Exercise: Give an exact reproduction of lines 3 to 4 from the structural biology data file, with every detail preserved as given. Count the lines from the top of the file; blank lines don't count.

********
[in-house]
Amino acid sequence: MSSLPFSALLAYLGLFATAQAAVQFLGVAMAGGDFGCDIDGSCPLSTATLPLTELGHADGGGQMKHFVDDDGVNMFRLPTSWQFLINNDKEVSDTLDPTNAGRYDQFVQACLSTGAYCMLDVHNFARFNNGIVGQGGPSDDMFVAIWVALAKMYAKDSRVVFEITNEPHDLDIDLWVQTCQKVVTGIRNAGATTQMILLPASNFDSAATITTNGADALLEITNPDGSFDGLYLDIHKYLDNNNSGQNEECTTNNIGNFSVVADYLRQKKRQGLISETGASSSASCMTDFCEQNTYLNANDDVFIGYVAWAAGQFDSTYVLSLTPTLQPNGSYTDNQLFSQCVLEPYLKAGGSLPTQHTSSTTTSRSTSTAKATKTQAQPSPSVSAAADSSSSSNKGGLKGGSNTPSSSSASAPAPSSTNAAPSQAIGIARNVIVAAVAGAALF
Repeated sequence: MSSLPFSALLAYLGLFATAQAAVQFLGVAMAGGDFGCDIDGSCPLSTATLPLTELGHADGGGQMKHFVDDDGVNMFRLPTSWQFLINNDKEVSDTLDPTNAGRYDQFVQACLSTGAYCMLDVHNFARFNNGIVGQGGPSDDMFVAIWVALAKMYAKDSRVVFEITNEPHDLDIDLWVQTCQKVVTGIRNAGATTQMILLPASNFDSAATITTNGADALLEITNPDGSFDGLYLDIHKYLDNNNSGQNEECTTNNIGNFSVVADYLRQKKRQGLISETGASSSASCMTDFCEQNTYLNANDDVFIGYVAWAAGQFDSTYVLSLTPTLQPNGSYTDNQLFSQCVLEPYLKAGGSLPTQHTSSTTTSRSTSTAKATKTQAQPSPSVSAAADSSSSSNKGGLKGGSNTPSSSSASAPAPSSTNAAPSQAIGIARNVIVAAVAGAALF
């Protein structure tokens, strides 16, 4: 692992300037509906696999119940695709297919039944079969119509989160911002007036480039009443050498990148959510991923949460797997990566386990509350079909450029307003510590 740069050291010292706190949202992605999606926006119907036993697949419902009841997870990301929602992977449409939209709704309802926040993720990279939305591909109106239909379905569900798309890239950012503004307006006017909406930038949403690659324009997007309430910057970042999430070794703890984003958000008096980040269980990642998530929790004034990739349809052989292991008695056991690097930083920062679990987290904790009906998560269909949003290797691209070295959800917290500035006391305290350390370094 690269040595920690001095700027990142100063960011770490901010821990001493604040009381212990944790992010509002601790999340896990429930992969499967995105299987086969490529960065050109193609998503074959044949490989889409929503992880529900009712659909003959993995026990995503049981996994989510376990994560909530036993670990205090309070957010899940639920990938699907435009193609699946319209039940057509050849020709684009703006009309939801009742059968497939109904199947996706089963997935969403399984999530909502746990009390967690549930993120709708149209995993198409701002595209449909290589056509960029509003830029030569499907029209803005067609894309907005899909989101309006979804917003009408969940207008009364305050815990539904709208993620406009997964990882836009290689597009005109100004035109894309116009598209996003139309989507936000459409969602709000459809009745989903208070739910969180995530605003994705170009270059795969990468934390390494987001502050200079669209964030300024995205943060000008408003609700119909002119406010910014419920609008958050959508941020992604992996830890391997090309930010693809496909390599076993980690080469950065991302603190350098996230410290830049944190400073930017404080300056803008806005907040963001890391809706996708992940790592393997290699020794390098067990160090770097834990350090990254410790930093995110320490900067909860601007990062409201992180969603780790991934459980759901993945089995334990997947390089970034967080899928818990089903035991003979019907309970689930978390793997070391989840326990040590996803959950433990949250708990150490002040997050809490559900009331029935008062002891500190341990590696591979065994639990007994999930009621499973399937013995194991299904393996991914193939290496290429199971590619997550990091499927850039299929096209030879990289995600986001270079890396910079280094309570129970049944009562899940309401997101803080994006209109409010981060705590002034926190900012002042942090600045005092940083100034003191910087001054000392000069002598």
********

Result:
Repeated sequence: MSSLPFSALLAYLGLFATAQAAVQFLGVAMAGGDFGCDIDGSCPLSTATLPLTELGHADGGGQMKHFVDDDGVNMFRLPTSWQFLINNDKEVSDTLDPTNAGRYDQFVQACLSTGAYCMLDVHNFARFNNGIVGQGGPSDDMFVAIWVALAKMYAKDSRVVFEITNEPHDLDIDLWVQTCQKVVTGIRNAGATTQMILLPASNFDSAATITTNGADALLEITNPDGSFDGLYLDIHKYLDNNNSGQNEECTTNNIGNFSVVADYLRQKKRQGLISETGASSSASCMTDFCEQNTYLNANDDVFIGYVAWAAGQFDSTYVLSLTPTLQPNGSYTDNQLFSQCVLEPYLKAGGSLPTQHTSSTTTSRSTSTAKATKTQAQPSPSVSAAADSSSSSNKGGLKGGSNTPSSSSASAPAPSSTNAAPSQAIGIARNVIVAAVAGAALF
């Protein structure tokens, strides 16, 4: 692992300037509906696999119940695709297919039944079969119509989160911002007036480039009443050498990148959510991923949460797997990566386990509350079909450029307003510590 740069050291010292706190949202992605999606926006119907036993697949419902009841997870990301929602992977449409939209709704309802926040993720990279939305591909109106239909379905569900798309890239950012503004307006006017909406930038949403690659324009997007309430910057970042999430070794703890984003958000008096980040269980990642998530929790004034990739349809052989292991008695056991690097930083920062679990987290904790009906998560269909949003290797691209070295959800917290500035006391305290350390370094 690269040595920690001095700027990142100063960011770490901010821990001493604040009381212990944790992010509002601790999340896990429930992969499967995105299987086969490529960065050109193609998503074959044949490989889409929503992880529900009712659909003959993995026990995503049981996994989510376990994560909530036993670990205090309070957010899940639920990938699907435009193609699946319209039940057509050849020709684009703006009309939801009742059968497939109904199947996706089963997935969403399984999530909502746990009390967690549930993120709708149209995993198409701002595209449909290589056509960029509003830029030569499907029209803005067609894309907005899909989101309006979804917003009408969940207008009364305050815990539904709208993620406009997964990882836009290689597009005109100004035109894309116009598209996003139309989507936000459409969602709000459809009745989903208070739910969180995530605003994705170009270059795969990468934390390494987001502050200079669209964030300024995205943060000008408003609700119909002119406010910014419920609008958050959508941020992604992996830890391997090309930010693809496909390599076993980690080469950065991302603190350098996230410290830049944190400073930017404080300056803008806005907040963001890391809706996708992940790592393997290699020794390098067990160090770097834990350090990254410790930093995110320490900067909860601007990062409201992180969603780790991934459980759901993945089995334990997947390089970034967080899928818990089903035991003979019907309970689930978390793997070391989840326990040590996803959950433990949250708990150490002040997050809490559900009331029935008062002891500190341990590696591979065994639990007994999930009621499973399937013995194991299904393996991914193939290496290429199971590619997550990091499927850039299929096209030879990289995600986001270079890396910079280094309570129970049944009562899940309401997101803080994006209109409010981060705590002034926190900012002042942090600045005092940083100034003191910087001054000392000069002598």